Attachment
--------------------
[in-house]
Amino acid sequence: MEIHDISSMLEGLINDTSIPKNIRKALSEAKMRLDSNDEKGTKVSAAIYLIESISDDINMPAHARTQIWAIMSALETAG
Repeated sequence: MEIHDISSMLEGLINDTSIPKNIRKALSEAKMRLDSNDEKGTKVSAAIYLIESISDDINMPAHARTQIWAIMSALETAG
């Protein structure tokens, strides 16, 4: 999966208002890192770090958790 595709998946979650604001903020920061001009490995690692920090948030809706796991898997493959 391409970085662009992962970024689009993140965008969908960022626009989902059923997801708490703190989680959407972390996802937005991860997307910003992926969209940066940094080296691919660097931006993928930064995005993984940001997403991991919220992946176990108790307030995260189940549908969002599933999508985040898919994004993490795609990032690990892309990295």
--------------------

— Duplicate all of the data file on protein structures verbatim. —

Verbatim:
[in-house]
Amino acid sequence: MEIHDISSMLEGLINDTSIPKNIRKALSEAKMRLDSNDEKGTKVSAAIYLIESISDDINMPAHARTQIWAIMSALETAG
Repeated sequence: MEIHDISSMLEGLINDTSIPKNIRKALSEAKMRLDSNDEKGTKVSAAIYLIESISDDINMPAHARTQIWAIMSALETAG
């Protein structure tokens, strides 16, 4: 999966208002890192770090958790 595709998946979650604001903020920061001009490995690692920090948030809706796991898997493959 391409970085662009992962970024689009993140965008969908960022626009989902059923997801708490703190989680959407972390996802937005991860997307910003992926969209940066940094080296691919660097931006993928930064995005993984940001997403991991919220992946176990108790307030995260189940549908969002599933999508985040898919994004993490795609990032690990892309990295």